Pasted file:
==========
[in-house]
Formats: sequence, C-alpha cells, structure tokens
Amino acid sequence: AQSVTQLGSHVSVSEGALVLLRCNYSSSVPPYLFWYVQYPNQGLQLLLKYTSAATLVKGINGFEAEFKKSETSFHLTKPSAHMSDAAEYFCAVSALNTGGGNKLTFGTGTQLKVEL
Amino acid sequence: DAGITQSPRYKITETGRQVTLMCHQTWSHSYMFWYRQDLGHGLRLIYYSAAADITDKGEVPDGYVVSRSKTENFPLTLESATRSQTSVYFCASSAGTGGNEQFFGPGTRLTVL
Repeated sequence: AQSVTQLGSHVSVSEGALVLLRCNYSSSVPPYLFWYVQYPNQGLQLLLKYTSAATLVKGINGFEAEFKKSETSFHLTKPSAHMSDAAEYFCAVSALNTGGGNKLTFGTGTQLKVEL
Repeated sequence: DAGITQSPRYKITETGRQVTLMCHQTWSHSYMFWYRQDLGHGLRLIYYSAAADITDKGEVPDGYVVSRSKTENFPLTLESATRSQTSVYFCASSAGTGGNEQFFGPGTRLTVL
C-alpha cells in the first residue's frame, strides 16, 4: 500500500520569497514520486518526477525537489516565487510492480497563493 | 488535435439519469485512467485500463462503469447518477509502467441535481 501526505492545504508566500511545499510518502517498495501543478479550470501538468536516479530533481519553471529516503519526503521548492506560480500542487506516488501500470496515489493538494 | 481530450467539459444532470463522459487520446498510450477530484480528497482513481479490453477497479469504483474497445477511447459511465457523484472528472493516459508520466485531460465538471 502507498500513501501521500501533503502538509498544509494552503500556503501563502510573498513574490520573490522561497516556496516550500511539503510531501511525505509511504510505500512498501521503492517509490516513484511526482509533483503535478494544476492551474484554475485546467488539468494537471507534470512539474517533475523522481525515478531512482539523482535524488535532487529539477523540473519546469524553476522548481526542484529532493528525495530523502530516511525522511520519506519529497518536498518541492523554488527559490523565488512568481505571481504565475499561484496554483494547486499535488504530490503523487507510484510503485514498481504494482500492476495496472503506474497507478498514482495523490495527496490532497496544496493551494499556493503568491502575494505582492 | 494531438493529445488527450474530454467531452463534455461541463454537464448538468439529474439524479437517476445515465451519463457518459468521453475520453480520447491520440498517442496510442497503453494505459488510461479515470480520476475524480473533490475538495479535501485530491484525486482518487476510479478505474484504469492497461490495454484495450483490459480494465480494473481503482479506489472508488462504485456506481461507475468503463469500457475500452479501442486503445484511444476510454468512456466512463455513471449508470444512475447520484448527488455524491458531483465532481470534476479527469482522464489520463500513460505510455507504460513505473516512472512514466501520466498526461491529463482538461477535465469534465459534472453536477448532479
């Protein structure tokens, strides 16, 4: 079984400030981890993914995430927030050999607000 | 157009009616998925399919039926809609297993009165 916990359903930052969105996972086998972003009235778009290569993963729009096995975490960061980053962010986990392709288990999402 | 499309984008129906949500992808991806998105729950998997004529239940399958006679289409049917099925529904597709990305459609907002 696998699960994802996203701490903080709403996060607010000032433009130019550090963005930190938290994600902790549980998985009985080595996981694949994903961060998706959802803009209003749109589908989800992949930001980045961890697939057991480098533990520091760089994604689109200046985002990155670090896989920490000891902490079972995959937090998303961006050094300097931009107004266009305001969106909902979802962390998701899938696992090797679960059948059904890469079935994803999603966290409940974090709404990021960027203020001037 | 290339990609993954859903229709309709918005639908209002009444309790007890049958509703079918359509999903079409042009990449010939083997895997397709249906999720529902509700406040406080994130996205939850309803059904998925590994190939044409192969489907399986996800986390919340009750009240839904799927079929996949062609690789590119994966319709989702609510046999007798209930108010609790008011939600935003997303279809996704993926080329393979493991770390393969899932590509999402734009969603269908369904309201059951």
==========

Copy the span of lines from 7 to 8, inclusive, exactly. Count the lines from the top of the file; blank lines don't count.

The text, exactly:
C-alpha cells in the first residue's frame, strides 16, 4: 500500500520569497514520486518526477525537489516565487510492480497563493 | 488535435439519469485512467485500463462503469447518477509502467441535481 501526505492545504508566500511545499510518502517498495501543478479550470501538468536516479530533481519553471529516503519526503521548492506560480500542487506516488501500470496515489493538494 | 481530450467539459444532470463522459487520446498510450477530484480528497482513481479490453477497479469504483474497445477511447459511465457523484472528472493516459508520466485531460465538471 502507498500513501501521500501533503502538509498544509494552503500556503501563502510573498513574490520573490522561497516556496516550500511539503510531501511525505509511504510505500512498501521503492517509490516513484511526482509533483503535478494544476492551474484554475485546467488539468494537471507534470512539474517533475523522481525515478531512482539523482535524488535532487529539477523540473519546469524553476522548481526542484529532493528525495530523502530516511525522511520519506519529497518536498518541492523554488527559490523565488512568481505571481504565475499561484496554483494547486499535488504530490503523487507510484510503485514498481504494482500492476495496472503506474497507478498514482495523490495527496490532497496544496493551494499556493503568491502575494505582492 | 494531438493529445488527450474530454467531452463534455461541463454537464448538468439529474439524479437517476445515465451519463457518459468521453475520453480520447491520440498517442496510442497503453494505459488510461479515470480520476475524480473533490475538495479535501485530491484525486482518487476510479478505474484504469492497461490495454484495450483490459480494465480494473481503482479506489472508488462504485456506481461507475468503463469500457475500452479501442486503445484511444476510454468512456466512463455513471449508470444512475447520484448527488455524491458531483465532481470534476479527469482522464489520463500513460505510455507504460513505473516512472512514466501520466498526461491529463482538461477535465469534465459534472453536477448532479
């Protein structure tokens, strides 16, 4: 079984400030981890993914995430927030050999607000 | 157009009616998925399919039926809609297993009165 916990359903930052969105996972086998972003009235778009290569993963729009096995975490960061980053962010986990392709288990999402 | 499309984008129906949500992808991806998105729950998997004529239940399958006679289409049917099925529904597709990305459609907002 696998699960994802996203701490903080709403996060607010000032433009130019550090963005930190938290994600902790549980998985009985080595996981694949994903961060998706959802803009209003749109589908989800992949930001980045961890697939057991480098533990520091760089994604689109200046985002990155670090896989920490000891902490079972995959937090998303961006050094300097931009107004266009305001969106909902979802962390998701899938696992090797679960059948059904890469079935994803999603966290409940974090709404990021960027203020001037 | 290339990609993954859903229709309709918005639908209002009444309790007890049958509703079918359509999903079409042009990449010939083997895997397709249906999720529902509700406040406080994130996205939850309803059904998925590994190939044409192969489907399986996800986390919340009750009240839904799927079929996949062609690789590119994966319709989702609510046999007798209930108010609790008011939600935003997303279809996704993926080329393979493991770390393969899932590509999402734009969603269908369904309201059951």